Hungarian Romani Literature: An Overview


Zoltán Beck

Menyhért Lakatos (1926–2007)

The beginnings of Hungarian Romani literature coincide with the period of late modern prose fiction. Menyhért Lakatos’s novel Füstös képek [Smoky Pictures] was published in 1975, making her one of the first female Roma authors whose works are included in the Hungarian literary canon.

Peter, the narrator-protagonist, tells the story of a southern Hungarian Roma community. The story is told from an internal perspective, since Peter is a member of the community, but in contrast to other members he is also in contact with the external, non-Roma world and is thus capable of reflecting from an outsider’s point of view as well. The novel is set between the beginning of the twentieth century and the Holocaust. It was published in English under the title The Color of Smoke (2015) and in German as Bitterer Rauch (1978).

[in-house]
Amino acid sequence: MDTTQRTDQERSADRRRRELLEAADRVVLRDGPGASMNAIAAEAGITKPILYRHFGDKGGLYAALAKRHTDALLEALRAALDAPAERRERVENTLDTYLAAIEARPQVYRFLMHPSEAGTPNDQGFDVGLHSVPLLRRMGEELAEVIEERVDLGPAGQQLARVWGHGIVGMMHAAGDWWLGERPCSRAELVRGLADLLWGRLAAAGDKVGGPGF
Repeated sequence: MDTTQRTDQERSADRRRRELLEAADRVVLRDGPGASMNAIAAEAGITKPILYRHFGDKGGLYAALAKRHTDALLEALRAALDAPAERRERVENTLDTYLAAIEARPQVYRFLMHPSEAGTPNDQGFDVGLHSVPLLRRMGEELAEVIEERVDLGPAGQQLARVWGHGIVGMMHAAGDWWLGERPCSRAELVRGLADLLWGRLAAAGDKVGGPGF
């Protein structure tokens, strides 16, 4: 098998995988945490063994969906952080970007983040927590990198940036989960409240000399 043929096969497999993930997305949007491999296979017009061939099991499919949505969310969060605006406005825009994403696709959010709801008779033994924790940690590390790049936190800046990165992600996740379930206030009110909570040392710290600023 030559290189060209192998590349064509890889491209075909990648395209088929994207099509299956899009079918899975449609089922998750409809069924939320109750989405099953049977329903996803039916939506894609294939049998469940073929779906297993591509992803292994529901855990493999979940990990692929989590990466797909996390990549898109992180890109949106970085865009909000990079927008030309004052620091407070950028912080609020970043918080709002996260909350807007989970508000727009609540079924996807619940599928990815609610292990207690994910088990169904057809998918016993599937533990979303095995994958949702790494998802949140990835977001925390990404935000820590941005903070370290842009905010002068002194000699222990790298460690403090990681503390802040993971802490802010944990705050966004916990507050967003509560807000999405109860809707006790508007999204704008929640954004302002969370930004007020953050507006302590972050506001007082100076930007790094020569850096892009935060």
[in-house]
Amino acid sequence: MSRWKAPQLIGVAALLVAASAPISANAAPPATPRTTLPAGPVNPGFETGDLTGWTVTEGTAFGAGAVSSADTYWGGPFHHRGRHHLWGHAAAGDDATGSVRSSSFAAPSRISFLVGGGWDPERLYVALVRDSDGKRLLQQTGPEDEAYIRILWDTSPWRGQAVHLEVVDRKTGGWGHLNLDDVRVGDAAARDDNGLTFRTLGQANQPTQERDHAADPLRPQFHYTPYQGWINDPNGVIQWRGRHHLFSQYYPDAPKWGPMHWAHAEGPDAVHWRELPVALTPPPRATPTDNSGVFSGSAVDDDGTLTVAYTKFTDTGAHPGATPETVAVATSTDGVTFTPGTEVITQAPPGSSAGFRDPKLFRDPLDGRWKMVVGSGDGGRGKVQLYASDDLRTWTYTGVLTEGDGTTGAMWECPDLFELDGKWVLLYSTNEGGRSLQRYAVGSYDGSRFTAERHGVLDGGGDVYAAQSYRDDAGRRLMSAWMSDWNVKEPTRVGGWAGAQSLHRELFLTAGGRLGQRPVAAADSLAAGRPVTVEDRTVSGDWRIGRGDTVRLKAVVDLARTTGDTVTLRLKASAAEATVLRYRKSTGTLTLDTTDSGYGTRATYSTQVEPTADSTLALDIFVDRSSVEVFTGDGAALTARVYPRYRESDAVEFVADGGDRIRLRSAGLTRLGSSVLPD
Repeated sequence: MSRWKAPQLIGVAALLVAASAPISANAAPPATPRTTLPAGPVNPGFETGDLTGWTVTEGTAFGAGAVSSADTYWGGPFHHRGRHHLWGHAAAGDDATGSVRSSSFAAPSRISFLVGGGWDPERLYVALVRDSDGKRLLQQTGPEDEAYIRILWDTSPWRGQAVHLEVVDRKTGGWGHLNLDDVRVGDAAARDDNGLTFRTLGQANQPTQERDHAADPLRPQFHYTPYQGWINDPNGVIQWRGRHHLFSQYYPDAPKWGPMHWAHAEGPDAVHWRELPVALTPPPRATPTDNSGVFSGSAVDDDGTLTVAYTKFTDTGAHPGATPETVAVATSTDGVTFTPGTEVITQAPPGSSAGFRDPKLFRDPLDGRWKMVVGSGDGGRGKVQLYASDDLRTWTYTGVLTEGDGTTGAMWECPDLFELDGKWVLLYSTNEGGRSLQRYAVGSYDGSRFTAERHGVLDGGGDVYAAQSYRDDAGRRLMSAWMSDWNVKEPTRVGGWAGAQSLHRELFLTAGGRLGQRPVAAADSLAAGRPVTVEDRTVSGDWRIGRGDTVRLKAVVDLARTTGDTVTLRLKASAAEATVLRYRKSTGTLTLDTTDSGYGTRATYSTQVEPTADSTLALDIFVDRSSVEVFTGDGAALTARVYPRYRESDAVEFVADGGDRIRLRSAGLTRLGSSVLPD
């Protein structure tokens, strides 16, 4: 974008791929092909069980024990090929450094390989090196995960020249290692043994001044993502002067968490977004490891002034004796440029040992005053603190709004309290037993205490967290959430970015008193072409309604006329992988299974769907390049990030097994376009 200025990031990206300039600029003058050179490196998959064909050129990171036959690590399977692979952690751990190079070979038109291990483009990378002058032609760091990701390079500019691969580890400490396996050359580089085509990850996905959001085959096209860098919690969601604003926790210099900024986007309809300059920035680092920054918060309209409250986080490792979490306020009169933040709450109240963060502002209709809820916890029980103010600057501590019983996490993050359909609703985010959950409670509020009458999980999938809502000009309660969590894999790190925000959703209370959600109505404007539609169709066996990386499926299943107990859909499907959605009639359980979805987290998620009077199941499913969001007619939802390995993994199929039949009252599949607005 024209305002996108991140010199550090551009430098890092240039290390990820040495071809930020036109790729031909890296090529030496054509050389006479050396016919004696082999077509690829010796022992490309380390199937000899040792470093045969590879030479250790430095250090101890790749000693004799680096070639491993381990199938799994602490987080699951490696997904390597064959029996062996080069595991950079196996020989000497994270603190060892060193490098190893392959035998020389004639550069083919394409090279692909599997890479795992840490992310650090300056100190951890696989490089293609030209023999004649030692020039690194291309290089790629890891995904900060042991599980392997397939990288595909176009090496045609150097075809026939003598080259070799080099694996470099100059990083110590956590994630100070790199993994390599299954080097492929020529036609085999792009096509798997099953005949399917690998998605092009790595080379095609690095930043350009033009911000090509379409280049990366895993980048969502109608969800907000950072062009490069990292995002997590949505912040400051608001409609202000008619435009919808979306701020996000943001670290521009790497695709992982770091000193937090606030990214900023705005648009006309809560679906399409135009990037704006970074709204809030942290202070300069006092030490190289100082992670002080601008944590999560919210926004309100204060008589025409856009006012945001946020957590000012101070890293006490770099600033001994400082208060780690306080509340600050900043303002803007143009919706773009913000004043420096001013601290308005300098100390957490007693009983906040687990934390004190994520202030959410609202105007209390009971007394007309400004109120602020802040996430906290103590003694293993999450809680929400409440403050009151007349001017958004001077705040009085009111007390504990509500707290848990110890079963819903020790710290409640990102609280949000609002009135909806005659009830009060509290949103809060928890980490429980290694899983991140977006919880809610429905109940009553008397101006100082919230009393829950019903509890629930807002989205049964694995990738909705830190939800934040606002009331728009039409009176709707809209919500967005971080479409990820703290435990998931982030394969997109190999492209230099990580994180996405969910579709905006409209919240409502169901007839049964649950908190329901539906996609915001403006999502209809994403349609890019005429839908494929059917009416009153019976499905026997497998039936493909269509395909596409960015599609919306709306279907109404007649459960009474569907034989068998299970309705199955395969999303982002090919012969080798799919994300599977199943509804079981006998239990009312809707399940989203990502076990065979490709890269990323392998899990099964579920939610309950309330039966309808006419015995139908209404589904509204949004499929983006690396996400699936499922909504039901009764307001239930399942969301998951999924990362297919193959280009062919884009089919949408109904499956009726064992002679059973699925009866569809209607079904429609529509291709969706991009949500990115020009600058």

Lakatos’ later works are characterised by fragmentation. The texts in the collection of short stories Csandra szekere [The Chariot of Chandra] from 1981 exhibit an interplay between mythical elements and reality. One of the short novels in the book, Egy Körös menti köztársaságról [About the Republic of Vésztő], is a mythical narrative and realist prose fiction at the same time. The story has slowly become a topos of Hungarian literature. The novel A mi kis köztársaságunk [Our Little Republic] by László Márton, published in 2014, dealt with the same topic, and Márton refers to Lakatos’ early novel in an interview. A motion picture based on the short stories of Csandra szekere was also shot with the same title in 2016.

The boundaries of Menyhért Lakatos’s textual universe are demarcated by depictions of reality in almost sociographical detail (Akik élni akartak [Who Wanted to Live], 1982), as well as by myths, sagas and magical tales, such as Hosszú éjszakák meséi [The Tales of Long Nights, 1979].